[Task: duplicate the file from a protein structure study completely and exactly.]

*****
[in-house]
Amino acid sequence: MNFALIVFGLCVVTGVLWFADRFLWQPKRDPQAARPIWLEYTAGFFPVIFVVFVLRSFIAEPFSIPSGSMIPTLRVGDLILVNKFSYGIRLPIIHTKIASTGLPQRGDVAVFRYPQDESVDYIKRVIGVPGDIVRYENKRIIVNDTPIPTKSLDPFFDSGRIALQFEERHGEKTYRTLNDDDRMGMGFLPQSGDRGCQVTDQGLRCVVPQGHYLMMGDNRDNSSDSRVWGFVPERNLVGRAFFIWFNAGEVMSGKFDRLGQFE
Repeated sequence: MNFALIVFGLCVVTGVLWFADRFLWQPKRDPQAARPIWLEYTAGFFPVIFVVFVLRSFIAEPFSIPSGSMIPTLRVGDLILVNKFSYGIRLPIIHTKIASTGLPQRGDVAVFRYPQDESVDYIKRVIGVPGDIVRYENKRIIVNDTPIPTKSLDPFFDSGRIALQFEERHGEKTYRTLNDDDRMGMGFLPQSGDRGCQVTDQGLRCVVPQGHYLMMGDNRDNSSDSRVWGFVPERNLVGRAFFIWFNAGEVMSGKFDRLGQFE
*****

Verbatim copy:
[in-house]
Amino acid sequence: MNFALIVFGLCVVTGVLWFADRFLWQPKRDPQAARPIWLEYTAGFFPVIFVVFVLRSFIAEPFSIPSGSMIPTLRVGDLILVNKFSYGIRLPIIHTKIASTGLPQRGDVAVFRYPQDESVDYIKRVIGVPGDIVRYENKRIIVNDTPIPTKSLDPFFDSGRIALQFEERHGEKTYRTLNDDDRMGMGFLPQSGDRGCQVTDQGLRCVVPQGHYLMMGDNRDNSSDSRVWGFVPERNLVGRAFFIWFNAGEVMSGKFDRLGQFE
Repeated sequence: MNFALIVFGLCVVTGVLWFADRFLWQPKRDPQAARPIWLEYTAGFFPVIFVVFVLRSFIAEPFSIPSGSMIPTLRVGDLILVNKFSYGIRLPIIHTKIASTGLPQRGDVAVFRYPQDESVDYIKRVIGVPGDIVRYENKRIIVNDTPIPTKSLDPFFDSGRIALQFEERHGEKTYRTLNDDDRMGMGFLPQSGDRGCQVTDQGLRCVVPQGHYLMMGDNRDNSSDSRVWGFVPERNLVGRAFFIWFNAGEVMSGKFDRLGQFE